• Texture – Using different tools will let you achieve different texture effects with your makeup. A sponge wedge loaded with paint will give a smooth, almost porcelain appearance. Using a brush in a stencil-like dappling motion will add an uneven texture that’s great for shadow and highlight. Experiment a bit – face paint can always be washed off if you don’t like what you’ve done.
  • Shadowing – All of the best makeup will use shadows. Most of the popular Halloween makeup is ghoulish – witches, corpses, vampires … it emphasizes death in some form. Shine a flashlight at various angles on your face to find lines, shadow areas, and sunken spots that you can play up with a darker shade of your main color.
  • Highlighting – If there’s shadow, there’s light. The places to highlight are the ones most likely to pick up shine when hit by a light. Cheekbones, the area between your eyelid and eyebrows, the tip of your nose, your lips, and your forehead are definites. Dark characters like corpses and witches will need wrinkles well-highlighted.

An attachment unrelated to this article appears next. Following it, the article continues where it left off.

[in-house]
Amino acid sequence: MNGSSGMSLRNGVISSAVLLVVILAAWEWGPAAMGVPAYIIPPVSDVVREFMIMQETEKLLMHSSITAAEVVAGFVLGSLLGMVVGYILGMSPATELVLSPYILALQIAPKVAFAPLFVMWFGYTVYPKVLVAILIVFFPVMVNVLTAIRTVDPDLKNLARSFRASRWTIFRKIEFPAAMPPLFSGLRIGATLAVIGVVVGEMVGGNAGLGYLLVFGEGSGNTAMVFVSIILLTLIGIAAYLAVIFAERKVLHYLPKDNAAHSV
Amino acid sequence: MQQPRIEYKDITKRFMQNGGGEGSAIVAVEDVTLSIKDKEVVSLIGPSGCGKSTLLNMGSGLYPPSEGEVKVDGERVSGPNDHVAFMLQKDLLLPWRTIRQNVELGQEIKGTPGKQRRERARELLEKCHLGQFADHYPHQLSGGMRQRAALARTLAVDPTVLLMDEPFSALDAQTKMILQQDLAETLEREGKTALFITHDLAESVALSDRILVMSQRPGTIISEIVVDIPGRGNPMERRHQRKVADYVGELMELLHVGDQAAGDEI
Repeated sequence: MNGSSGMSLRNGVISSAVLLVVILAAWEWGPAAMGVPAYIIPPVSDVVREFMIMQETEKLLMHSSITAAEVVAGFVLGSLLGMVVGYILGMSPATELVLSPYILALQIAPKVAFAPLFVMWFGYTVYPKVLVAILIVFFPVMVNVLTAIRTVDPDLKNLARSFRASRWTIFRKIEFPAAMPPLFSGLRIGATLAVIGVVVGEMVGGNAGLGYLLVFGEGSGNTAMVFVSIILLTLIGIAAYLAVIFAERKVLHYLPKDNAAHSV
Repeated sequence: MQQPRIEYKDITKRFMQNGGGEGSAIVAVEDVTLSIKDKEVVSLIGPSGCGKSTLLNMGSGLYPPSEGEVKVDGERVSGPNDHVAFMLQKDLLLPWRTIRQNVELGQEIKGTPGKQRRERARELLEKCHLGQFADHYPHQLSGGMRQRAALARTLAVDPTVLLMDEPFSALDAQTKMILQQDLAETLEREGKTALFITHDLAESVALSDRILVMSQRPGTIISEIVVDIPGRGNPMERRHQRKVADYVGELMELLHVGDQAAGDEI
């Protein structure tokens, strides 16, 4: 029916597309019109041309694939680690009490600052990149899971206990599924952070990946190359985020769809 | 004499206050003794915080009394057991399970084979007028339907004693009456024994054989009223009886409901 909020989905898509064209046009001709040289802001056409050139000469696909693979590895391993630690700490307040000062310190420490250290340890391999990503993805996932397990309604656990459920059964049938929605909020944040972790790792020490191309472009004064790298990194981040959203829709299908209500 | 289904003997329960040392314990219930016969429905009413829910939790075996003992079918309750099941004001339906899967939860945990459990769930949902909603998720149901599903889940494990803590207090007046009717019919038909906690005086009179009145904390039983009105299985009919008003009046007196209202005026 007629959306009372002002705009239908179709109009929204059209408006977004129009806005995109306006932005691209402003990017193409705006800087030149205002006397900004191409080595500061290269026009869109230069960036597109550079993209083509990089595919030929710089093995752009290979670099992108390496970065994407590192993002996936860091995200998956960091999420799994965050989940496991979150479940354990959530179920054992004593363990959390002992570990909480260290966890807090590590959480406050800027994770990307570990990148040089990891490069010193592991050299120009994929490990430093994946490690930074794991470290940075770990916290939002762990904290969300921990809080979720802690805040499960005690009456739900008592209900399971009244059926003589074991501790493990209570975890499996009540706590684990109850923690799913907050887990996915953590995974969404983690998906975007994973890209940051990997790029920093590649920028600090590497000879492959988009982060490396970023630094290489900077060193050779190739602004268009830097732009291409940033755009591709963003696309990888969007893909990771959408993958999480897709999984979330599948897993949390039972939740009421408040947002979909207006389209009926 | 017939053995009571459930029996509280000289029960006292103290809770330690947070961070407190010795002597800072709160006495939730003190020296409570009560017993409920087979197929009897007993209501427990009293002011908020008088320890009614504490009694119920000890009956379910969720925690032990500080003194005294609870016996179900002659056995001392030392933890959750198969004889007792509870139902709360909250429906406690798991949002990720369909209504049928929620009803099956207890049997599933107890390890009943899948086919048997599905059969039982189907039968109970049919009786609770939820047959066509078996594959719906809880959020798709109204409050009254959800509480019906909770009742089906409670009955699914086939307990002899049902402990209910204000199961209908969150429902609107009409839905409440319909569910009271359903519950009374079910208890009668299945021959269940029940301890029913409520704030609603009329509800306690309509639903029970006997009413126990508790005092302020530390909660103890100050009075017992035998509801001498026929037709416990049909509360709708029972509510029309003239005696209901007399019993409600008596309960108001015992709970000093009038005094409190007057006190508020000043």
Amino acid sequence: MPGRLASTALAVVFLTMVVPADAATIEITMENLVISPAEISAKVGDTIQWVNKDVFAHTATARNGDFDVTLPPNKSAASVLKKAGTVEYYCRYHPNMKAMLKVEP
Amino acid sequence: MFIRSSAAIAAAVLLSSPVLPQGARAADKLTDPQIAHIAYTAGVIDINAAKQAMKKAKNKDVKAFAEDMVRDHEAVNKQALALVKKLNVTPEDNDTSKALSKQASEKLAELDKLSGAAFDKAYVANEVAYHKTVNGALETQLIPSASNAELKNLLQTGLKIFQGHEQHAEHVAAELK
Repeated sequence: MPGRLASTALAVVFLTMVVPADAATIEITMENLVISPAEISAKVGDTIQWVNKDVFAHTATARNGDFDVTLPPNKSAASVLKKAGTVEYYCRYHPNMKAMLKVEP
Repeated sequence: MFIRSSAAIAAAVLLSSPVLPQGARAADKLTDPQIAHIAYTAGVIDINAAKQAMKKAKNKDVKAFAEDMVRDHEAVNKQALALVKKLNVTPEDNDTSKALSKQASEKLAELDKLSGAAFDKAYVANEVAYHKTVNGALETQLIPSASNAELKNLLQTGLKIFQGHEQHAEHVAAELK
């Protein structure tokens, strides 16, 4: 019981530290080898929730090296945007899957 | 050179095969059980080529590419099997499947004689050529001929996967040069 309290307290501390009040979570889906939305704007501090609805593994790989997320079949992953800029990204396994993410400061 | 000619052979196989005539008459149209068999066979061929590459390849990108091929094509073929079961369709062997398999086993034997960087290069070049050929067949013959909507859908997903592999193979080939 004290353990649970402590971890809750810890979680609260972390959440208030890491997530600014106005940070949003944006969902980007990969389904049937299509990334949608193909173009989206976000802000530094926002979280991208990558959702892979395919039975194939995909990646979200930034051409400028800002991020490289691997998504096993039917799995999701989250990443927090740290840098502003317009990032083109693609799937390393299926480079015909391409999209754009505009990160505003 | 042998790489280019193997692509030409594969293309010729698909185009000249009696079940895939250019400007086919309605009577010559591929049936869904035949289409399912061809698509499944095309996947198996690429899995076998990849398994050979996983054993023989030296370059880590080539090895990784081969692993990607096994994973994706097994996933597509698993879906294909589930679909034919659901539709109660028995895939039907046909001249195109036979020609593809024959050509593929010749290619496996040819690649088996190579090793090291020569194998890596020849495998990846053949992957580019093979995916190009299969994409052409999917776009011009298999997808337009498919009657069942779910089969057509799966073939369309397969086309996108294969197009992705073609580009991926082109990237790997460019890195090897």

• Setting – Once you’ve finished your amazing look, you’re going to want to make sure it stays on until you wash it off. There are a lot of products that you can buy to set the makeup, but none of them work as well as simple baby powder. Use a large blush brush to dust baby powder over the entire area that you have costume paint on – you can reapeat this once or twice throughout the night, but you shouldn’t need to. The powder removes a lot of the excess moisture and as long as you’ve allowed the layers to dry between application, you’re good to go!